Ken Wilcox on Competing With Large Cap Enterprises
Ken Wilcox has been president and CEO of SVB Financial Group since January 2000. He joined Silicon Valley Bank in 1990 when he co-founded the company's East Coast Technology Division. In this role, Wilcox managed the first regional office of Silicon Valley Bank and was responsible for all lending activity east of the Mississippi River. Upon promotion to chief banking officer in 1997, Wilcox moved from Massachusetts to California and became president and CEO within four years. Prior to joining Silicon Valley Bank, Wilcox spent two years as a member of the Technology Lending Group with the Bank of New England and five years at Shawmut Bank in Boston. Prior to his banking career, Wilcox was a professor of German at The University of North Carolina at Chapel Hill. Wilcox received a bachelor's degree in German studies from Oakland University and a Ph.D. in German Studies from The Ohio State University. He also earned a master's of business administration from Harvard Business School. Wilcox is a member of the board of directors of the Federal Reserve Bank of San Francisco, the Asia Society and the Silicon Valley Education Foundation. He is also an executive committee and board member of both the Bay Area Council and the Silicon Valley Leadership Group.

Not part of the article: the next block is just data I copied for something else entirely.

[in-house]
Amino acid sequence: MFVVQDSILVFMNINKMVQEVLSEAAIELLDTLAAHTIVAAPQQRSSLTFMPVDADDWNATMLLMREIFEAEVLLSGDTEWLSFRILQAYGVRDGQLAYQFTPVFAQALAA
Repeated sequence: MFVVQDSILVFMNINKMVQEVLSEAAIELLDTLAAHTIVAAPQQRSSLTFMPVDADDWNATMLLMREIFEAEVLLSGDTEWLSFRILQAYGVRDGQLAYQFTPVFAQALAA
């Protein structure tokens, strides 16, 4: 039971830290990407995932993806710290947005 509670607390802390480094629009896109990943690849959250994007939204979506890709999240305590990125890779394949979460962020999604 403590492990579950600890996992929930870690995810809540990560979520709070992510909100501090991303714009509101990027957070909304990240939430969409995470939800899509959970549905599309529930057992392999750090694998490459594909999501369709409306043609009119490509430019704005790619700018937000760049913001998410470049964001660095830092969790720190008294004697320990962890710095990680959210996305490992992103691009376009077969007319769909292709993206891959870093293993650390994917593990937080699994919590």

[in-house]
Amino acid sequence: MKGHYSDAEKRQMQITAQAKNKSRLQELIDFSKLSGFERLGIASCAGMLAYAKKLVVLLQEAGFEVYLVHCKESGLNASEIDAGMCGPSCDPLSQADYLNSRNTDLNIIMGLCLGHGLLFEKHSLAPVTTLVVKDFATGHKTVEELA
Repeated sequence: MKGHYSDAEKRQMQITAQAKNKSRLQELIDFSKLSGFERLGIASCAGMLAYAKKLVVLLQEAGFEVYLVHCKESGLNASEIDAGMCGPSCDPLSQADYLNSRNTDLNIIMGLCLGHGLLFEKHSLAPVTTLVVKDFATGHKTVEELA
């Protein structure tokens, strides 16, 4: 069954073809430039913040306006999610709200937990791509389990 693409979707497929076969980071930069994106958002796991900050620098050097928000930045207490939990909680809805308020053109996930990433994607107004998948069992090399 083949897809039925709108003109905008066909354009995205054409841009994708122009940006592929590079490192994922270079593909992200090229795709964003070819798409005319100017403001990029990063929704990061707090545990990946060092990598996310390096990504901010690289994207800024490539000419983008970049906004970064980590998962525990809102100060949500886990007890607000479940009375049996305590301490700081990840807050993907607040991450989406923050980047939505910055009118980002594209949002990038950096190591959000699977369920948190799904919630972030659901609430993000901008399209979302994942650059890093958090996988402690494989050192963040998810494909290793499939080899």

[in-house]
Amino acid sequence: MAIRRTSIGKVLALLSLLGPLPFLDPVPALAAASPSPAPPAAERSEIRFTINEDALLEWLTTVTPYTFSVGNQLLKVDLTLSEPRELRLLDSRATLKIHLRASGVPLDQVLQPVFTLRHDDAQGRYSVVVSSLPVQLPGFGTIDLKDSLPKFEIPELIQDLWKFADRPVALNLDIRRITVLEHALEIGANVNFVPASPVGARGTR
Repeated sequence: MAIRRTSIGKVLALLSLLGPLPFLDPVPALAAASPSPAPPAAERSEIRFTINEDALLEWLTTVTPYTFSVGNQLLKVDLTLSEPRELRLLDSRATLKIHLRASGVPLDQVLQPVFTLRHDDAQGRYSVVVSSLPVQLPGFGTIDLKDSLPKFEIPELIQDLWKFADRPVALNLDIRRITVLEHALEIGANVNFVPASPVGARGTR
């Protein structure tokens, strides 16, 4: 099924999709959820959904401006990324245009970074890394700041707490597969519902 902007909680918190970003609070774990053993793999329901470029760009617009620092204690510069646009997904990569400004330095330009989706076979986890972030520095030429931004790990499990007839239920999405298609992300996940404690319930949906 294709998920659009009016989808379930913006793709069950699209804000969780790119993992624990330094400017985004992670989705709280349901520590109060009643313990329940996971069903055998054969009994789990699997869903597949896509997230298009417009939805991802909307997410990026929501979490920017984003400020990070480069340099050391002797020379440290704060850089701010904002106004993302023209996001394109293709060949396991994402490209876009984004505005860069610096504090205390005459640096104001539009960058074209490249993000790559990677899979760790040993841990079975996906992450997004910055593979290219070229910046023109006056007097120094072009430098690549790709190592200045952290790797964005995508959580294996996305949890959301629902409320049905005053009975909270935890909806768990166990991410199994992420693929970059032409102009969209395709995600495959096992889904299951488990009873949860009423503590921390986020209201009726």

Wilcox: When you compare our business with the business of a large cap company, we have certain disadvantages and, of course, we have some real significant advantages. I think the advantages outweighed the disadvantages. On the disadvantage side, I would say that large cap companies typically have more access to capital. So in the end, they have more resources to draw on. On the other hand, I would say that we have certain advantages [and that] give us the opportunity to win in almost every situation. Two big things, one is it’s easier for us to attract and retain the best talent, I think, largely because we’re small enough that we can have a culture that’s consistent that people are conscious of, that people can identify with and that motivates people. I would also say that our size enables us to focus to a greater extent than might be true of a large cap company. We have 1,200 people in total. Those 1,200 people are all focused on exactly the same target market. Everybody in the organization understands what we do. That laser-like focus uniform throughout the entire corporation, uniting 1,200 people, enables us to accomplish things, and to make clients happy in ways that I think are almost impossible for large corporations.
Ken Wilcox believes small enterprises like his can satisfy clients much better than large ones.
- Why can't we have a human-sized cat tree?
- What would happen if you got a spoonful of a neutron star?
- Why do we insist on dividing our wonderfully complex selves into boring little boxes
Progressive America would be half as big, but twice as populated as its conservative twin.
The closer together we get, the argument goes, the healthier we'll be.
- The more exposed we are to each other, the less surprising a pathogen will be to our bodies.
- Terrorism, high blood pressure, and staffing issues threaten to derail progress.
- Pursuing global health has to be an active choice.
SMARTER FASTER trademarks owned by The Big Think, Inc. All rights reserved.